Anyway, the point is that it's possible for us with Asperger. Not for everyone, it seems, but having it doesn't automatically mean one can't become independent.



Jon81
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13 Dec 2021, 1:32 pm

I'm thinking virtual intelligence must be able to help autistic people quite a bit in the future. I'm thinking googles that can interpret facial expressions, help navigate. Or auto payment for bills, help you keep track of time. I mean help for whatever kind of weakness need to be adressed.


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AprilR
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13 Dec 2021, 1:38 pm

I have been living alone for a few years but my parents live close too so they drop by often.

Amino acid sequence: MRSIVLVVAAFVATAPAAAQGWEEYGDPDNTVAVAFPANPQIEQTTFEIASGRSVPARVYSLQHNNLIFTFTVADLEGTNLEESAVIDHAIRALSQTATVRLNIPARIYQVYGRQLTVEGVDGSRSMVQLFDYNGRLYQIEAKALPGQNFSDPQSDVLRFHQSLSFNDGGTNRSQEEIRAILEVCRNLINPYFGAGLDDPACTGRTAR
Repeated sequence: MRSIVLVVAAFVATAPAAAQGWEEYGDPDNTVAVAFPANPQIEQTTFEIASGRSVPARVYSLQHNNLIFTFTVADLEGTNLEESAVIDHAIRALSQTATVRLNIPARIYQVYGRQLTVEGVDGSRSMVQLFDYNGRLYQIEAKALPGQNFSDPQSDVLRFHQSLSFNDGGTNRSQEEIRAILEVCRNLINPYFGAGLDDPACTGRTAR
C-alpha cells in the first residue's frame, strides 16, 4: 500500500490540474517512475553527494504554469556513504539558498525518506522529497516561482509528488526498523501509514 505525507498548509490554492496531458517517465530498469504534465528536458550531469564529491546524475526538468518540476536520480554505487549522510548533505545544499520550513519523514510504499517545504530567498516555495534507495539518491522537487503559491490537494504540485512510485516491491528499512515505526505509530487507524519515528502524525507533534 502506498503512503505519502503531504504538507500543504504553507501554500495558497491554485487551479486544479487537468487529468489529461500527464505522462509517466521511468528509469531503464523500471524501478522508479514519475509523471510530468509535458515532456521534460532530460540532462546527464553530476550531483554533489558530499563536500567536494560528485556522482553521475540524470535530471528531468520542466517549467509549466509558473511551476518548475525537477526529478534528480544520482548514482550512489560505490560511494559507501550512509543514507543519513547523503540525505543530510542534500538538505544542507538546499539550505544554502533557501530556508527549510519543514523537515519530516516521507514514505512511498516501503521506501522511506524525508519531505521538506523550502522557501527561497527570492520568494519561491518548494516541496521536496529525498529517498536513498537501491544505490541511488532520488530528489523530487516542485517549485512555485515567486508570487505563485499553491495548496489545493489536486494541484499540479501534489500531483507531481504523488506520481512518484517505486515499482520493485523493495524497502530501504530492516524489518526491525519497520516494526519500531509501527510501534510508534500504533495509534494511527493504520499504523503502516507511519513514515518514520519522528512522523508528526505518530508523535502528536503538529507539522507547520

I have lists for everything i have to do, i have to buy, the bills that i need to pay, subjects i have to study for work and such.



Joe90
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13 Dec 2021, 2:02 pm

Jon81 wrote:
I'm thinking virtual intelligence must be able to help autistic people quite a bit in the future. I'm thinking googles that can interpret facial expressions, help navigate. Or auto payment for bills, help you keep track of time. I mean help for whatever kind of weakness need to be adressed.


How does reading facial expressions help one live on their own?


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13 Dec 2021, 2:49 pm